10 Mad Royals in History

King George III of England
Some experts believe that King George III suffered from porphyria rather than mental illness. National Galleries Of Scotland/Getty Images

By the time he died, King George III could neither see nor hear, and was considered completely insane. His urine was reportedly tinged blue and/or red, and stories had spread about crazy behavior such as attempting to shake hands with a tree because he thought it was the King of Prussia [source: Johnson].

King George III ruled from 1760 to 1820, and his other claim to fame apart from his madness, was that the American colonies were lost under his reign. He was also cultured and conscientious, and unlike many of the other kings on this list, devoted to his wife [source: The Royal Household].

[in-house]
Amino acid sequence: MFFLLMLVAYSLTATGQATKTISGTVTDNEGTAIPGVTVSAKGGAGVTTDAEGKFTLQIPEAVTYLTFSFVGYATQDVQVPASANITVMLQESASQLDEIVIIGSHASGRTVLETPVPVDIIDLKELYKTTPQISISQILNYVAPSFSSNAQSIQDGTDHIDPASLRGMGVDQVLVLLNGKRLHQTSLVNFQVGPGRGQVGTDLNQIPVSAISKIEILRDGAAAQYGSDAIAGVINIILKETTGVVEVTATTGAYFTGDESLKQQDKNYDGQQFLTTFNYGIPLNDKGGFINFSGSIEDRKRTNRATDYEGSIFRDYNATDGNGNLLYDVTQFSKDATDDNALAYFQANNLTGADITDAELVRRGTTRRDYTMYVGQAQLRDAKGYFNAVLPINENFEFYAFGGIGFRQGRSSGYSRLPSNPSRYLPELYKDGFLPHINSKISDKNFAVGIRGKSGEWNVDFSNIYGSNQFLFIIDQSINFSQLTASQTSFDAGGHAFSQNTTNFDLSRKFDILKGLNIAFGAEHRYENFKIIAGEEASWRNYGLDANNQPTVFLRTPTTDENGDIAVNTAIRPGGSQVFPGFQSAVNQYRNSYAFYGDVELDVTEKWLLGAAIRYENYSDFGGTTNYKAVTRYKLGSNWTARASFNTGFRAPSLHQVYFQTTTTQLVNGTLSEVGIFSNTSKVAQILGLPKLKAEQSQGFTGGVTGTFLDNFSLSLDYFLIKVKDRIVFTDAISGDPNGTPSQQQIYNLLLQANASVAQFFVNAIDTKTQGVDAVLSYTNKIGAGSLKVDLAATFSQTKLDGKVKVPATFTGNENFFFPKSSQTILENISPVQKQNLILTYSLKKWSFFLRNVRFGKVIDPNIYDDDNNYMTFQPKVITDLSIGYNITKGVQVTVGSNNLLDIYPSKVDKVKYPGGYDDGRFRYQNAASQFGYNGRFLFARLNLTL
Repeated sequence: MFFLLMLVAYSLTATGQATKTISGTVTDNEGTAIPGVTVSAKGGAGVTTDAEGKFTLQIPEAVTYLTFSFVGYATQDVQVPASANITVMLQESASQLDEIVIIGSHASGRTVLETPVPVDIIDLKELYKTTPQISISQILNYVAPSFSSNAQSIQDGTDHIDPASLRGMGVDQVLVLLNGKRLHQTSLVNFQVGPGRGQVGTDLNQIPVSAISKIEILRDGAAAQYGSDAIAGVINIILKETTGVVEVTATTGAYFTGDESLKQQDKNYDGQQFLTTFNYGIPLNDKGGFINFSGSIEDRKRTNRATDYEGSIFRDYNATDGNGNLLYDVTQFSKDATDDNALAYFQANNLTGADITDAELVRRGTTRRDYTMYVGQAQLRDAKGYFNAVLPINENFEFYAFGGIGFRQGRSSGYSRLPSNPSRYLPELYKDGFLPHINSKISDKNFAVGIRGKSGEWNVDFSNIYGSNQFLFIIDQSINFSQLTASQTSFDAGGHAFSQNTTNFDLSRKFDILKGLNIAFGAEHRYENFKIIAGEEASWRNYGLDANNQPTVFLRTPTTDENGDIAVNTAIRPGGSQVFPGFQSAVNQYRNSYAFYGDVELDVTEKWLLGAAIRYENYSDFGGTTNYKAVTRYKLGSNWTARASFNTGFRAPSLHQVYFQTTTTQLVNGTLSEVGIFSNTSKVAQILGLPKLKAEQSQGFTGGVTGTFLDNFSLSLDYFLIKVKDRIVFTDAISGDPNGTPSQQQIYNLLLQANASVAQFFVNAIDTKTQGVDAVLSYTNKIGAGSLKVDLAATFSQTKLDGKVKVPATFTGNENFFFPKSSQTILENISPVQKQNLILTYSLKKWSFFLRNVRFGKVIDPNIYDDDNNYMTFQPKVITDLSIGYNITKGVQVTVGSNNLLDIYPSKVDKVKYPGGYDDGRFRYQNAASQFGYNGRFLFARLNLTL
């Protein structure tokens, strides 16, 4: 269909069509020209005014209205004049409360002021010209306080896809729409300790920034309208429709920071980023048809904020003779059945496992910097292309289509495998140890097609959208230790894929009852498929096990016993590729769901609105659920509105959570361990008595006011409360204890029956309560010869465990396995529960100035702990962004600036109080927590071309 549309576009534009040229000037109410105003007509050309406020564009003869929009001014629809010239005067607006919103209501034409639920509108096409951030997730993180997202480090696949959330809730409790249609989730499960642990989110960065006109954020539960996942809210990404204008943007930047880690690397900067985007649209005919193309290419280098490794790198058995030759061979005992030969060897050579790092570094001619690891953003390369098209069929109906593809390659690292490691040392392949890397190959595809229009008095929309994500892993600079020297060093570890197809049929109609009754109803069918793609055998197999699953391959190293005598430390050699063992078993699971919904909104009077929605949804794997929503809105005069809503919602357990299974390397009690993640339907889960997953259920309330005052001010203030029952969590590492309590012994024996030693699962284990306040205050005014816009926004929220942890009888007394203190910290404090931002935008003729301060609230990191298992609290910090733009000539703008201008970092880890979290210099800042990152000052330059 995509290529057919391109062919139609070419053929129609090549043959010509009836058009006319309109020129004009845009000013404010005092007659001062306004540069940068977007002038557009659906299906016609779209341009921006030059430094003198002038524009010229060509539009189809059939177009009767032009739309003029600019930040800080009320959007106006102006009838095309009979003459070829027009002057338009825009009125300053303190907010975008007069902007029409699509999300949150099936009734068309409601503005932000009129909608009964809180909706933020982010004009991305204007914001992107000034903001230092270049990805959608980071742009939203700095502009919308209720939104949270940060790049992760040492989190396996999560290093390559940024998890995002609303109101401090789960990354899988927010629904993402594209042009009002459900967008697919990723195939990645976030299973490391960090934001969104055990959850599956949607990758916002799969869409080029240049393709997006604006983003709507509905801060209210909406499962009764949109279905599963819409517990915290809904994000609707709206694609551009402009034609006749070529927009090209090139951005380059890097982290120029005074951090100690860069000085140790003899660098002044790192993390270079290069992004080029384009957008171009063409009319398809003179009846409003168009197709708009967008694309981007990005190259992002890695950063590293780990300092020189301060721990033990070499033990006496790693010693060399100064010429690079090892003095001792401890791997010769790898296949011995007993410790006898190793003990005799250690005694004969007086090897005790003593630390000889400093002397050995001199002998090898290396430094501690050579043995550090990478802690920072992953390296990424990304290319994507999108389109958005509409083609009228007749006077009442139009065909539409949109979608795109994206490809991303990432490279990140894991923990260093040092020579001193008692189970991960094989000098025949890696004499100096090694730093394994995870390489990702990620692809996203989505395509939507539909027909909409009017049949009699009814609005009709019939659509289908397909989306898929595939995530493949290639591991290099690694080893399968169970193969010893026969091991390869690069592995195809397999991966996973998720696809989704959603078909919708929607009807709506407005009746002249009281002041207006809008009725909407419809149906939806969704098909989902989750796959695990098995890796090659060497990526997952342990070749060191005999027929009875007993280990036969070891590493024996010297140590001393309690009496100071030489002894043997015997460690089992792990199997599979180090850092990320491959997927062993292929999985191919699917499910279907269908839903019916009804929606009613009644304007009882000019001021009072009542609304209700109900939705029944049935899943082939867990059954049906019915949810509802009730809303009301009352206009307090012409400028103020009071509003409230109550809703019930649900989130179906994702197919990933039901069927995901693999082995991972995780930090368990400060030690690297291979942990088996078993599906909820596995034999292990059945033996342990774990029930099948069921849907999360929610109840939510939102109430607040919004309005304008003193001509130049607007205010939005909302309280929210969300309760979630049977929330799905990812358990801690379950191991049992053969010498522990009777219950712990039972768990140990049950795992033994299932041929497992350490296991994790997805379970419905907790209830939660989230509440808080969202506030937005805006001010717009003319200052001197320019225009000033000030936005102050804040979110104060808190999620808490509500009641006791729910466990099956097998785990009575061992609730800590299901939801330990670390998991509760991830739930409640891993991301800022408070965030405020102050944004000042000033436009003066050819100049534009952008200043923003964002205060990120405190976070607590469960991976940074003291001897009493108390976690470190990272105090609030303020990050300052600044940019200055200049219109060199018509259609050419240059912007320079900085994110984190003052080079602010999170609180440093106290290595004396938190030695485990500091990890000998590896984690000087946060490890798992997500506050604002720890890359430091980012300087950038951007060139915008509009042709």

Modern diagnoses of the cause of the king's insanity have included schizophrenia, bipolar disorder, sexual frustration or the hereditary blood disorder porphyria. Porphyria can mimic the symptoms of madness, causing confusion as well as red urine. Perhaps the arsenic in the medications given to him may have triggered or aggravated the disease [source: Johnson].

Scholars who believe that the king was truly mentally ill point to the disparate differences in his writing and behavior. In "manic" periods, for example, he had convulsions and wrote and talked excessively -- to the point that he foamed at the mouth. These scholars attribute his blue urine to the plant gentian, often used in medication [source: BBC].

In the last decade of King George's life, Britain was actually ruled by his son, the Prince of Wales, as regent [source: The Royal Household].